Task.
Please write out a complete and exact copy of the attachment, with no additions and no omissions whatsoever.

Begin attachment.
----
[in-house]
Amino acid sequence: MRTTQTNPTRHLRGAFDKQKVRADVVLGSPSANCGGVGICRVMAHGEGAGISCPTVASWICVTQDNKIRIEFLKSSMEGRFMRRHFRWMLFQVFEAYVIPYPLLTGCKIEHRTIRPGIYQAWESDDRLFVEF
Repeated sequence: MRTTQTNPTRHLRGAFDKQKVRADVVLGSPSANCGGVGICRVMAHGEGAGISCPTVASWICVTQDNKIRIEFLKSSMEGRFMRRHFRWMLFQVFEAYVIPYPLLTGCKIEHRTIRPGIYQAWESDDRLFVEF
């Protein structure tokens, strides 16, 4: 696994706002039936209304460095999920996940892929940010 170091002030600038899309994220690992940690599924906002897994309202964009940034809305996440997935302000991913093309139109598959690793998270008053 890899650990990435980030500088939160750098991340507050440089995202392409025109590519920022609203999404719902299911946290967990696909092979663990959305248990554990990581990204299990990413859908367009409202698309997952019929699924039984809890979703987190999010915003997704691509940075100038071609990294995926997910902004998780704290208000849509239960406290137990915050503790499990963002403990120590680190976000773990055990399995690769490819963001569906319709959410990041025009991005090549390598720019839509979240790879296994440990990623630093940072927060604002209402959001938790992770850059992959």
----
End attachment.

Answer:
[in-house]
Amino acid sequence: MRTTQTNPTRHLRGAFDKQKVRADVVLGSPSANCGGVGICRVMAHGEGAGISCPTVASWICVTQDNKIRIEFLKSSMEGRFMRRHFRWMLFQVFEAYVIPYPLLTGCKIEHRTIRPGIYQAWESDDRLFVEF
Repeated sequence: MRTTQTNPTRHLRGAFDKQKVRADVVLGSPSANCGGVGICRVMAHGEGAGISCPTVASWICVTQDNKIRIEFLKSSMEGRFMRRHFRWMLFQVFEAYVIPYPLLTGCKIEHRTIRPGIYQAWESDDRLFVEF
């Protein structure tokens, strides 16, 4: 696994706002039936209304460095999920996940892929940010 170091002030600038899309994220690992940690599924906002897994309202964009940034809305996440997935302000991913093309139109598959690793998270008053 890899650990990435980030500088939160750098991340507050440089995202392409025109590519920022609203999404719902299911946290967990696909092979663990959305248990554990990581990204299990990413859908367009409202698309997952019929699924039984809890979703987190999010915003997704691509940075100038071609990294995926997910902004998780704290208000849509239960406290137990915050503790499990963002403990120590680190976000773990055990399995690769490819963001569906319709959410990041025009991005090549390598720019839509979240790879296994440990990623630093940072927060604002209402959001938790992770850059992959």